Next week LSESU are celebrating Refugee Week 2019, with the theme of “Uncertain Futures”. The week is organised by the Refugee Week Committee in conjunction with LSESU STAR (Student Action for Refugees), and it hosts a wide variety of events. Read on to find out more about what it’s like to volunteer on the committee, from Events Manager Maddy Potter-Wood (BA in Social Anthropology, 2020).
Being ‘Events Manager of LSESU’s Student Action for Refugees’ Society Refugee Week Committee 2019’ means I’ve spent an awful lot of time this year simply pronouncing my job title, but it’s also been an experience like no other. Since November, myself and nine others, along with the Student Action for Refugees (STAR) core committee, have been working to organise a week’s worth of events which will educate the LSE student body about the experiences faced by refugees in the UK. STAR is a national charity of 27,000 students welcoming refugees to the UK, by organising volunteering at local refugee projects, campaigning to improve the lives of refugees, and educating people about refugees and asylum, and it operates in 46 universities across the UK. As a member of STAR in my first year I was able to get involved in campaigns on campus, manning stalls outside the SU for petitions and raising money for various refugee organisations through bake sales, as well as participating in the Wintegreat refugee mentoring programme on campus. These were all incredibly rewarding experiences but being involved in the committee this year has been so much more.
Organising the events took a huge amount of research and hard work from our team, which for starters made me appreciate how much effort goes in to organising any event on campus. The amount of bureaucracy involved in organising something as simple as a bake sale was at first unbelievable, but we quickly learnt to navigate the risk assessments, events proposals and negotiation processes involved. It’s also taught me practical skills which I know will be valued by any employer: leadership and organisation, delegation, compromise, teamwork and negotiation, as well as all the wonders of the Google Drive.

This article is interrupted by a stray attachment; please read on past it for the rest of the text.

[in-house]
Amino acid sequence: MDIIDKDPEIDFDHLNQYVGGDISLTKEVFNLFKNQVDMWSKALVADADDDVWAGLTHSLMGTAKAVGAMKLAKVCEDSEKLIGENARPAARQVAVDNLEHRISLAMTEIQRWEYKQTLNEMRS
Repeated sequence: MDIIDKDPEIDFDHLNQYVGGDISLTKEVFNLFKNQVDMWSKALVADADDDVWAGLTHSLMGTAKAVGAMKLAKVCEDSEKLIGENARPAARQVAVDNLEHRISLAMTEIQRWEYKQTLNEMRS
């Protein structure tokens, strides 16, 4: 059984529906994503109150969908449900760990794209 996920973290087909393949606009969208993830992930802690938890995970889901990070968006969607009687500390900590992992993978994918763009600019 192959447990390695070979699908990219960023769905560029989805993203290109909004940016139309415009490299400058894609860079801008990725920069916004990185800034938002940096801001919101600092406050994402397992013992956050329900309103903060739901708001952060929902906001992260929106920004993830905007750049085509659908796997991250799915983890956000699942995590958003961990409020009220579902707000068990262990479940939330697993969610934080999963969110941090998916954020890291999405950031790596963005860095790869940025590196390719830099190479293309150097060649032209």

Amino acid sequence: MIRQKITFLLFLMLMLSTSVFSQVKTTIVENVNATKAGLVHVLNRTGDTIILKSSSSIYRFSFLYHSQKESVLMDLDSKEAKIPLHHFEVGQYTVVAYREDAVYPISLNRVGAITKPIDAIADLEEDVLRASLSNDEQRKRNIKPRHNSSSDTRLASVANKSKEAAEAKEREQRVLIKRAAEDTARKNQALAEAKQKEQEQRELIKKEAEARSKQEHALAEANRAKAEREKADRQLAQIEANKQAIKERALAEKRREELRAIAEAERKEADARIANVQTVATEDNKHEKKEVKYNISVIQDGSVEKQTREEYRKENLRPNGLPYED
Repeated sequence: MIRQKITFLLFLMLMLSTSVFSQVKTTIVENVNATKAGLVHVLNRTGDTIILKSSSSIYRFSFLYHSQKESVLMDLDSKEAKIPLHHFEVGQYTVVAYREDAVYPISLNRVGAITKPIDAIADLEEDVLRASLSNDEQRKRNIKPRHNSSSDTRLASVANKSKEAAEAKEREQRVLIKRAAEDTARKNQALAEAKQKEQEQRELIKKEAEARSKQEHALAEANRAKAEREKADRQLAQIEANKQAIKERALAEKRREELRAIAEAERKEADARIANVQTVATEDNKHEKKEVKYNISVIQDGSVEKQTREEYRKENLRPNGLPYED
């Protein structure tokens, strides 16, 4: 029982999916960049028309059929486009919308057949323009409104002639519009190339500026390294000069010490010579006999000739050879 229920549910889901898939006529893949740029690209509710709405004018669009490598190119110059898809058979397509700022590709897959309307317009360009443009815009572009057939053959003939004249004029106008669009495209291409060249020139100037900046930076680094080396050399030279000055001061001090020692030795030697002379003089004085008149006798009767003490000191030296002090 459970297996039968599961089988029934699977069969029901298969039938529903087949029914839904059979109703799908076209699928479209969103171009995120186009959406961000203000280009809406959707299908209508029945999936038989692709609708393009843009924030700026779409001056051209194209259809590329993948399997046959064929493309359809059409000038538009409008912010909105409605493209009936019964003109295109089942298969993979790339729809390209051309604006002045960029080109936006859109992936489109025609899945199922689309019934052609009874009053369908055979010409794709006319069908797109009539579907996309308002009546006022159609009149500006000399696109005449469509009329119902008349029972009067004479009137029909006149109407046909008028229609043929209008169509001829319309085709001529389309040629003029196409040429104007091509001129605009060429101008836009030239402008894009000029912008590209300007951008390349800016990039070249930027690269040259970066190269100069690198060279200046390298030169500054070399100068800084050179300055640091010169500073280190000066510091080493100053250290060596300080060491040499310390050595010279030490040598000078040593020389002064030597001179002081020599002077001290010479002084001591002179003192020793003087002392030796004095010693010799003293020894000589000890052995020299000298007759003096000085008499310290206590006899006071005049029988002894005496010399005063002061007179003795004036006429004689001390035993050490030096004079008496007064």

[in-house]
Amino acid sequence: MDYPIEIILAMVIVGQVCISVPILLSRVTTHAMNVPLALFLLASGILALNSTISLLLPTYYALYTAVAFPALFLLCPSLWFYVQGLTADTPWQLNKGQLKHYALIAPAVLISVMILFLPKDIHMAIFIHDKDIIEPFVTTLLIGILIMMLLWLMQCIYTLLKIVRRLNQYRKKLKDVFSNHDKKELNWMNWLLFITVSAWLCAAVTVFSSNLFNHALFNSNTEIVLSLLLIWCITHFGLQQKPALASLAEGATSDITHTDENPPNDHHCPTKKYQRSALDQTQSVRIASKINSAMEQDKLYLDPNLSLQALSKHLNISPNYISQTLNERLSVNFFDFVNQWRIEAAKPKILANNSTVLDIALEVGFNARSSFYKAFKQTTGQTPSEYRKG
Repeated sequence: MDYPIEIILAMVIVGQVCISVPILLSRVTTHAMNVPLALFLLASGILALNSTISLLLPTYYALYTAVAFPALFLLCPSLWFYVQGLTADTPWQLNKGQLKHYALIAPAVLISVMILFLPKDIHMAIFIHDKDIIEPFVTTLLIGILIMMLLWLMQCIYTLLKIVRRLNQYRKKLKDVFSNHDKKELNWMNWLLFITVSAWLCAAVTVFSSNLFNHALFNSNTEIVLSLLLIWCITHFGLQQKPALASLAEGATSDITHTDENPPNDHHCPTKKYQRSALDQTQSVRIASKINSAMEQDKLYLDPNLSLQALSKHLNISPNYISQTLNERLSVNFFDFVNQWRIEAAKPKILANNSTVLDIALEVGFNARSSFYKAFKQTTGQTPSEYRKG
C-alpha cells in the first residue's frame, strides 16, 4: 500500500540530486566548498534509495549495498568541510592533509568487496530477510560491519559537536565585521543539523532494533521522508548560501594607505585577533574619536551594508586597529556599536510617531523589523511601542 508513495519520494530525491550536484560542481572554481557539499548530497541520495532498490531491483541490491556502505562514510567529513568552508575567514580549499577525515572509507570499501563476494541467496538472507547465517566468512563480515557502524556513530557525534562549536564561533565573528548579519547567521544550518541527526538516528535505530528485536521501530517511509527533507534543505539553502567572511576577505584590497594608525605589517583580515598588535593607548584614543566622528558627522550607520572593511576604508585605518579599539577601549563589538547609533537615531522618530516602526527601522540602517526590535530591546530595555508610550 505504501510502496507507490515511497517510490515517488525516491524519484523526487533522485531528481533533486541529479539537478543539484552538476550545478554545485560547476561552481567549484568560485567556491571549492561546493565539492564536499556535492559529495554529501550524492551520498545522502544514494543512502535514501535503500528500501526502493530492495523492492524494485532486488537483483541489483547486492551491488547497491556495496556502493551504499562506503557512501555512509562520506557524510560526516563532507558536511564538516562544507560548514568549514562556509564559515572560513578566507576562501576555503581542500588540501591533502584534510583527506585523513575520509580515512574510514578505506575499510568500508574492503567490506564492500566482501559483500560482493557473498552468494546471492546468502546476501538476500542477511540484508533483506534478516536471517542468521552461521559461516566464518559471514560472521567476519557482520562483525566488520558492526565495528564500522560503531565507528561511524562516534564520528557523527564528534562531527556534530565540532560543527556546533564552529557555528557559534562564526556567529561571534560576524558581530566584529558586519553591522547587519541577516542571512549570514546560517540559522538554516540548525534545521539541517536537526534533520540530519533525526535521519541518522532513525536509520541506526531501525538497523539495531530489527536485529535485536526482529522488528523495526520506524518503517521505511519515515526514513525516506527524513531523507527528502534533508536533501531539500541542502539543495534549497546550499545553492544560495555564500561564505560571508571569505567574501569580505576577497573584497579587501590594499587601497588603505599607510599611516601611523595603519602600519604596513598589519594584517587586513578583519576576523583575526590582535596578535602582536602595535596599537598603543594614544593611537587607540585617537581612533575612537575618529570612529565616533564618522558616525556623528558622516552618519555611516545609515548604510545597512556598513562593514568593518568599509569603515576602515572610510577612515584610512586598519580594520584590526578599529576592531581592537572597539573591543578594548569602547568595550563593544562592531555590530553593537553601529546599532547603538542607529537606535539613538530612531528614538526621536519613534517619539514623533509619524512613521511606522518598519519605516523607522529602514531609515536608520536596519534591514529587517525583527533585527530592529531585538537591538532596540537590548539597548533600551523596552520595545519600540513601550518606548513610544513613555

I’ve been so fortunate to have worked in a large team filled with such passionate people, and at the beginning we had a huge number of ambitious plans; whilst Malala Yousafzai sadly wasn’t able to join us, we managed to bring a number of other inspiring people on board, like Tey El-Rjula, the founder of TYKN, a start-up creating immutable, digital proof of identity for refugees who fled without their passports, and Matthew Saltmarsh, a representative from the UN High Commissioner for Refugees.
It’s been incredible to see the majority of these come to fruition as a number of really successful events, but it also meant managing our expectations and learning to compromise. Our weekly meetings with our subcommittees of events, finance and marketing, along with the whole committee meetings which were joined by the STAR core committee, meant that this project has taken up a lot of time. It’s also meant being glued to our phones, responding to emails from guest speakers and constantly updating the numerous group chats as plans changed, fell through and came together again.
We’ve been so lucky to have had the support of so many LSE academics who have guided us with their knowledge and shown their support for Student Action for Refugees, and we’ve had opportunities to meet with many professionals who are working tirelessly to change attitudes towards refugees and asylum seekers and improve their situation through education programmes, research and campaigning for policy change. It’s also made me aware of how many incredible students we have at LSE who are so committed to creating change. It’s easy to see LSE as a very much a corporate world; the overwhelming focus on finance, consultancy and accounting can at times be disheartening. Being involved in Refugee Week has completely changed my perception of LSE’s student body; I’ve felt so inspired by the members of societies like STAR and Amnesty and being able to create conversation with people who may not necessarily be interested in migration issues has felt extremely rewarding.
This project has completely transformed my experience of LSE, meeting so many inspiring and passionate people, and creating events which generate conversation and hopefully will stimulate some change. Whilst it was challenging and time consuming, it’s an experience I couldn’t recommend more highly.
If Maddy has inspired you to volunteer, check out one of our other 200+ ongoing opportunities or book a one-to-one with David Coles, the Volunteer Centre Manager if you have more questions. If you are short on time, then take a look at the one-off opportunities taking place in Lent Term organised by the LSE Volunteer Centre. And why not follow us on Facebook, Twitter, and Instagram to stay up-to-date with our events and opportunities and read our blog for more volunteering tips and stories.